I find myself sliding from one self sustained community full of self sustained people to the next. Before the end of the day, we will have started to tell people to git gud, if they fail to exhibit effort and thoroughness.

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#12 2016-06-28 22:33:06

Trilby
Inspector Parrot
Registered: 2011-11-29
Posts: 21,683
Website

Re: How did you learn to debug linux?

Pretend to be Sherlock Holmes - but not until you realize, that despite the common phrasing to the contrary, deduction was not Holmes primary means of reasoning.  In contrast, Holmes primarily used adbuctive reasoning.

When you see a symptom, imagine the possible explanations that might account for the symptom.  Then figure out what other symptoms might be caused by each explanation and check for those until - in Holmsian style - you have elimanated the impossible and are left with the truth.


"UNIX is simple and coherent..." - Dennis Ritchie, "GNU's Not UNIX" -  Richard Stallman

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#13 2016-06-29 02:01:57

Allan
Member
From: Brisbane, AU
Registered: 2007-06-09
Posts: 10,858
Website

Re: How did you learn to debug linux?

How did I learn to debug....   Stuff broke (entirely not my fault!) and I fixed it.

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#14 2016-06-29 02:50:01

Rethil
Member
Registered: 2014-08-21
Posts: 83

Re: How did you learn to debug linux?

Ricing. Just tweak the hell out of you OS, break it, fix it, then fix your fixes because you will likely break something else, then if everything works you will notice that you could have choose other file system, other boot loader, other DE. Scrap it and start over and then break it. Eventually you will learn how things work and your intuition will start to point you the right way. That was my case anyway.

Last edited by Rethil (2016-06-29 02:51:22)

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#15 2016-06-29 06:21:56

x33a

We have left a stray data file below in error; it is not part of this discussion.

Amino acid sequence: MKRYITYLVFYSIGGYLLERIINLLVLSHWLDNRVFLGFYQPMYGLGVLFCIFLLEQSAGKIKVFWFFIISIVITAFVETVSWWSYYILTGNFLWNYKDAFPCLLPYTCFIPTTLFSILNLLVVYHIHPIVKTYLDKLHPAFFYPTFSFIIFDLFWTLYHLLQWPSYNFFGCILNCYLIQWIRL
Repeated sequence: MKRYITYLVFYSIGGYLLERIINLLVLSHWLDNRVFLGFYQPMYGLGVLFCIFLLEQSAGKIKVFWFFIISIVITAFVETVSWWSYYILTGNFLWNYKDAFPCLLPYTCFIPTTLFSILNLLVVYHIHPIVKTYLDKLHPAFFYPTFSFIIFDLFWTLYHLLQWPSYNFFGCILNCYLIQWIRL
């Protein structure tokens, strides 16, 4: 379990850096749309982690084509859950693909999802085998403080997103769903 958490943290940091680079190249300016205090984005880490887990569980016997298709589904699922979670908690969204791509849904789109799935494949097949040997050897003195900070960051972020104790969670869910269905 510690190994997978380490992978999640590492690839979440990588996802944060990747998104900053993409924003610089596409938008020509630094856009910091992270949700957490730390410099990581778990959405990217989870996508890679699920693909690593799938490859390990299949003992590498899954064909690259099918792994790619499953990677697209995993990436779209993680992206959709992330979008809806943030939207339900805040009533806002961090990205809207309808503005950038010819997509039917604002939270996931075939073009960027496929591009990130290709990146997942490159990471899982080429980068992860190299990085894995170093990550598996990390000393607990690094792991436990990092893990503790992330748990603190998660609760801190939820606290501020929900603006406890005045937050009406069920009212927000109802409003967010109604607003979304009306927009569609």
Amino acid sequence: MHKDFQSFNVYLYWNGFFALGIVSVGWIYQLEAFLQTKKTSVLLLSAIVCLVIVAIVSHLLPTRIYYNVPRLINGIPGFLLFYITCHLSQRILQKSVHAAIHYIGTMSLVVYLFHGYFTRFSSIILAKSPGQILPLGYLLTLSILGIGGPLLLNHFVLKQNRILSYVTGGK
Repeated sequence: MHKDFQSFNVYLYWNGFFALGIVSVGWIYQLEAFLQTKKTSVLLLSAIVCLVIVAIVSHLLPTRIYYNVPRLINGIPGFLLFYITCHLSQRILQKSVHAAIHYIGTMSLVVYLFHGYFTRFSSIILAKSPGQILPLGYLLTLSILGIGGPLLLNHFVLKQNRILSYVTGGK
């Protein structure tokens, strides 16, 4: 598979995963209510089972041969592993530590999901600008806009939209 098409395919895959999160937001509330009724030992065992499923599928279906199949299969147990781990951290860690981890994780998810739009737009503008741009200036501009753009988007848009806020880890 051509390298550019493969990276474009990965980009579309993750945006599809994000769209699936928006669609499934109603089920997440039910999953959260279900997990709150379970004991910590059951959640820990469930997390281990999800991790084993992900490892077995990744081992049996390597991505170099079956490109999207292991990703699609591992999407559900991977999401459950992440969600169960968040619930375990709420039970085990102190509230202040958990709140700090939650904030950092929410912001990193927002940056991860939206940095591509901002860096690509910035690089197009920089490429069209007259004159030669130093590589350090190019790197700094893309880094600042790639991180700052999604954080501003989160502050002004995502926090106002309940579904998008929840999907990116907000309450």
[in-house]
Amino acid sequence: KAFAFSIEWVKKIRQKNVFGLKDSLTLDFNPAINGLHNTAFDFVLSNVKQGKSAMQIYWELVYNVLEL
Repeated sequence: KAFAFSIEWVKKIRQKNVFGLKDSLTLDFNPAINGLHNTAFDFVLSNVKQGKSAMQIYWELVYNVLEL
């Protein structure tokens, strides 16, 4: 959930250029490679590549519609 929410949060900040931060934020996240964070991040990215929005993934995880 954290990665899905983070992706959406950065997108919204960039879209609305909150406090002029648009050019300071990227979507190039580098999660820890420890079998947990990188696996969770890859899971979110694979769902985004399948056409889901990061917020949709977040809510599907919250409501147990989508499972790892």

Forum Fellow
Registered: 2009-08-15
Posts: 4,585
Website

Re: How did you learn to debug linux?

Eschwartz wrote:

Dunce cap, huh?
Never heard it put that way before, but I like! big_smile

I find your avatar very relevant to the discussion. Wizard of Tux tongue

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#16 2016-06-29 13:40:15

drcouzelis
Member
From: Connecticut, USA
Registered: 2009-11-09
Posts: 4,022
Website

Re: How did you learn to debug linux?

Oooooh, I actually ran into a Linux software issue last night! I'll tell you my thought process. smile

Someone recently released a map application with offline map support (yippee!) for my phone, a Jolla mobile (Linux). It's called OSM Scout.

The developer left a comment explaining that, to configure offline map support, I'll need to following the instructions for downloading and converting maps found here and copy them to "~/Documents/Maps".

Downloading the map file from Open Street Maps wasn't too difficult.

Next, the instructions say to use the libosmscout "Import" tool to convert a map. I didn't know where that file was, so I looked on my phone using the find command: "find / | grep -i osmscout". I didn't see it. I then realized that it was part of the "libosmscout" library (because I used Google to learn a little about libosmscout, and how it's actually a backend library used for OSM apps), and that I didn't even need it on my phone. Instead, I could just convert the map on my Arch Linux computer and then copy the files to my phone.

I checked the Arch Linux repositories and the AUR for "libosmscout", but sadly there wasn't a PKGBUILD for it. (I even checked the old AUR3 for one!) So, I grabbed a copy of the code from here (I knew how to do that because Sourceforge tells me the exact git command to use on the webpage for the source code).

I saw that the library included a "Makefile", so I knew I could use the "make" command to build it. I typed "make"... and it failed miserably. big_smile So, I looked in the directory again and saw a "README" file. I read it (that's why it's there!) wink and it simple said to see further build instructions on the internet here.